Covid Regulations and the Property Market

5 November 2020

The Government has published the most recent Health Protection (Coronavirus Restrictions) (England) (No. 4) Regulations 2020 (“the Regulations”), taking us into a second lockdown, which will likely remind buyers and sellers of the months in which they could not view houses and building sites, and added complications to exchanging contracts, or completing  transactions. However, the weather is not the only difference between this lockdown and the last one; the new regulations contain significantly more exemptions across the board, including for the property market, which should mean there is a lot less disruption this time around. 

Residential property

As before, the Regulations create a general prohibition on leaving your home ‘without reasonable cause’. In the previous lockdown, house moves were permitted only when ‘reasonably necessary’, and the guidance was to defer moving until after the lockdown. 

Regulation 6 creates a list of exceptions to the prohibition on leaving your home, and Regulation 6(2)(g) creates a list of activities in connection with the purchase, sale, letting or rental of a residential property. The activities permitted include; visiting estate agents, viewing properties, preparing a property for a move, moving house, and visiting a property to ‘undertake any activities required for the rental or sale of that property’. All in all, Regulation 6(2)(g) seems to create a very broad list of activities that can go ahead during the next four weeks, and should provide a level of comfort to those buying, selling or letting a home. 

Commercial property

Regulation 6(2)(g) refers exclusively to residential property, and the Regulations do not mention commercial property, meaning the general prohibition ought to apply. However, those involved with property transactions may be permitted to leave their home under some other, wider exceptions. Regulation 6(4)(a) permits a person to leave the house for work, where it is not reasonably possible for them to work, or provide their services, from home. Many ‘physical’ elements of commercial property work such as surveyor’s inspections, repairs, and fittings cannot be done from home.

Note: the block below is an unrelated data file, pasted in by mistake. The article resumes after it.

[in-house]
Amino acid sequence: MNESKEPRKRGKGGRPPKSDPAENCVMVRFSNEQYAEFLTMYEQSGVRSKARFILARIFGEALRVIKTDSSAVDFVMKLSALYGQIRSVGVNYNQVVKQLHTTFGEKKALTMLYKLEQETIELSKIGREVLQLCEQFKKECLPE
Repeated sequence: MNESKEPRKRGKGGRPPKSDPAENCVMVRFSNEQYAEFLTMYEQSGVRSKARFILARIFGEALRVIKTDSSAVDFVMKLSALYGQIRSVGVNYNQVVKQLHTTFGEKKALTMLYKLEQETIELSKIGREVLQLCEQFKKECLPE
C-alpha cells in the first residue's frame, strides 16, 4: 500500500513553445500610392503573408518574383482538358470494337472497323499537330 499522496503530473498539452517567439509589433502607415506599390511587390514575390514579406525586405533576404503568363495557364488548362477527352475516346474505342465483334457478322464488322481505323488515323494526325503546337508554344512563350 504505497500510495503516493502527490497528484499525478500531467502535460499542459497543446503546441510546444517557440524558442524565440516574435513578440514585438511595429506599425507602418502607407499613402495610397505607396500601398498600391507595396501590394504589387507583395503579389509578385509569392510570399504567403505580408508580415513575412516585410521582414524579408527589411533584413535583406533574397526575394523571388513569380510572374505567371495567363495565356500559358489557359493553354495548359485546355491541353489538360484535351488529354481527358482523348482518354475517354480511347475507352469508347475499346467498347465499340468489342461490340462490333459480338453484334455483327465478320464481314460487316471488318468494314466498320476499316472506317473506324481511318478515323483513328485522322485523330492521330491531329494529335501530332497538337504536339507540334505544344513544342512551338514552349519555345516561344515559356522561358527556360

Businesses which are forced to shut, however, such as hospitality businesses and shops, may struggle to argue that it is necessary for certain works to be undertaken during the lockdown, as they know they will not be able to open during this period. In any event, the Regulations do appear to grant businesses a fairly wide margin of appreciation when it comes to interpreting reasonableness and necessity. 


The Government has made clear since this new lockdown was announced that construction can continue, and the Prime Minister referred to construction and manufacturing explicitly in his statement on Saturday as workplaces which can remain functioning. While Regulation 6(4) was always likely to apply to construction work, this explicit reference to construction provides much greater certainty on the Government’s intention in introducing this legislation, when other sectors may feel less sure of their position.  


These regulations are in force for four weeks only, and when they expire, the Government will have to introduce new rules, which it hopes will be regional and tiered, as before. In any event, it seems likely that for the foreseeable future, there are very few clear cut restrictions for property transactions, and provided parties maintain social distancing and hygiene measures, they should be able to carry on with their businesses. 


If you would like to discuss how the Government's current advice may affect your property transaction, please contact a member of our Real Estate & Construction team.



Bethan Owen is a partner in the Real Estate and Construction team.  Her practice focuses on acquisitions and disposals of both residential and commercial properties. 

Rory O'Donovan is a trainee solicitor in Kingsley Napley’s Real Estate and Construction team, where he assists the team in residential and commercial property  and construction matters.



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